Offering Reward, Lawyer Aims to Unmask Blogger
Robert Ambrogi - Editor
Raymond P. Niro, a highly successful plaintiffs' patent lawyer who inspired an
opponent to coin the term "patent troll" in reference to him, has offered a $10,000
reward to unmask the anonymous lawyer who writes the Patent Troll Tracker
blog. The lawyer says he wants to expose the blogger's bias, while the blogger asserts
his secrecy is in keeping with a grand American tradition of anonymous criticism.
The heat is on: If he has not unmasked the blogger by Feb. 1, Niro will increase the reward to $15,000, he told Bullseye.
"Seems to me that people who have something meaningful to say ought to have the courage to identify themselves and stand behind what they say," Niro said in an e-mail. "Is this person a shill for some giant infringer? Is he or she employed by companies that frequently infringe patents? Why the anti-plaintiff bias?"
As for Troll Tracker, he has nothing against Niro, he wrote in an e-mail to Bullseye. "I actually think he's a great lawyer for his clients. He defines the term 'zealous advocacy' in the ethical rules. I have reported about several of his clients, and I guess that got him upset, because as with many patent trolls, publicity is not a good thing."
Niro first offered the reward, then $5,000, by way of a December 2007 article about him in the magazine IP Law & Business. "I'll offer $5,000 to anyone that can provide information that leads me to the identity of Troll Tracker," the magazine quoted him as saying. "I view these people [anonymous bloggers] as know-nothings, afraid to reveal their identity."
He later raised the ante via a note posted at the blog, Patent Baristas.
The Patent Troll Tracker blog has included several posts about cases Niro and his Chicago law firm have been involved in. Several of the posts have concerned a case pending in Illinois in which Niro represents the plaintiff in a suit against Google.
That case drew national attention after it came to light that the inventor of the patent held by Niro's client was a senior partner at the law firm Fish & Richardson, which represented Google. The revelation led the firm to fire the partner, Scott Harris, and led Niro to add Fish & Richardson as a defendant in the Illinois lawsuit.
LEADS COMING IN
But Niro told Bullseye that the blog's coverage of the Illinois case had nothing to do with his decision to offer the reward. Rather, he is concerned that the blogger "proclaims objectivity, but has a clear big-company, poor-defendant bias."
"My hope is that, by forcing the disclosure of the identity of Troll Tracker, the public can gain some perspective about why this person says what he/she does," Niro said. "A reward seems like the best way to learn Troll Tracker's identity and it also seems to be working."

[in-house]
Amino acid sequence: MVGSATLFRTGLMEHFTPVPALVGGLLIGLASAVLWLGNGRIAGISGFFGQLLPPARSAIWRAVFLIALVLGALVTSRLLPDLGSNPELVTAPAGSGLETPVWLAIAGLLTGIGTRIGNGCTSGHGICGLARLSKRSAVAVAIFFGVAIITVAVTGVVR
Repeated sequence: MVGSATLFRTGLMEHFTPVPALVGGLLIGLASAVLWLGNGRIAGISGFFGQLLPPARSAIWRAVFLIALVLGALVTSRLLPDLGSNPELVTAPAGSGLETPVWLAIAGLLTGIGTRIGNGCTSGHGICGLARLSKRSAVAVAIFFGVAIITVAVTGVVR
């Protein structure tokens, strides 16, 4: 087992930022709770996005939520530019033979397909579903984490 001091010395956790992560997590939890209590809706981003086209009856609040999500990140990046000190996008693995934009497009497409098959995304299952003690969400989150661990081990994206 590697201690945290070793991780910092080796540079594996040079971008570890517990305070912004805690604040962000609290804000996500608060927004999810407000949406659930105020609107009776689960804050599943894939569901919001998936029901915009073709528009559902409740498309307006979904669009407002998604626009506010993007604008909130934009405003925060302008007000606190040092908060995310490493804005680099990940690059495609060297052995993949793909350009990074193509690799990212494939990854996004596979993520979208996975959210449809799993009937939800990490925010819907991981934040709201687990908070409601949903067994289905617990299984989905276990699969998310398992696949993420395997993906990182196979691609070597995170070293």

Since offering the reward, Niro said, "leads are coming in and suspects have been identified and are being checked." If he has not positively identified the blogger by Feb. 1, he added, he will increase the reward to $15,000.
Troll Tracker, who describes himself as a lawyer who has devoted his career to patent law, defends his anonymity as consistent with a long tradition of anonymous speech that allows people in our country to express unpopular opinions.
"When I started the blog, practically every other patent law blog out there was anti-reform, pro-strongest-possible-patent-protection," he explains. "I felt there was a big hole – a big need for a different perspective, and I felt that anonymous blogging was the best way to fill that hole."
Practical reasons added to his desire to remain anonymous – he did not want people at his job to know. Now, however, he has revealed his blogging to selected colleagues at work, "just in case the bounty works."
"I want people to associate my opinions with me, and not my employer or my clients," he explains. "Moreover, many of the entities I 'profile' are quite litigious. Loss of anonymity may lead to frivolous lawsuits against me, my employer, and/or my clients, by those who want to shut me up."
The term "patent troll" was first used in reference to Niro, he confirms. Ironically, the lawyer who labeled Niro a troll, former Intel assistant general counsel Peter Detkin, is now managing director of Intellectual Ventures, "a company in the business of purchasing patents by the hundreds," as Niro wrote in a 2007 article published in The John Marshall Review of Intellectual Property Law.
"My point is this: We should debate legal issues on the merits without name-calling," Niro writes. "Just as the public is becoming skeptical of negative advertisements in political campaigns so, too, are judges and juries with the use of pejorative terms like 'trolls,' 'parasite,' 'extortionist' in patent cases."
As for Troll Tracker, he calls the whole incident "silly." For him, the real story lies in examining how the Patent Office could have issued many of the patents he discusses on his blog and why there has been such a dramatic increase in patent lawsuits in recent years.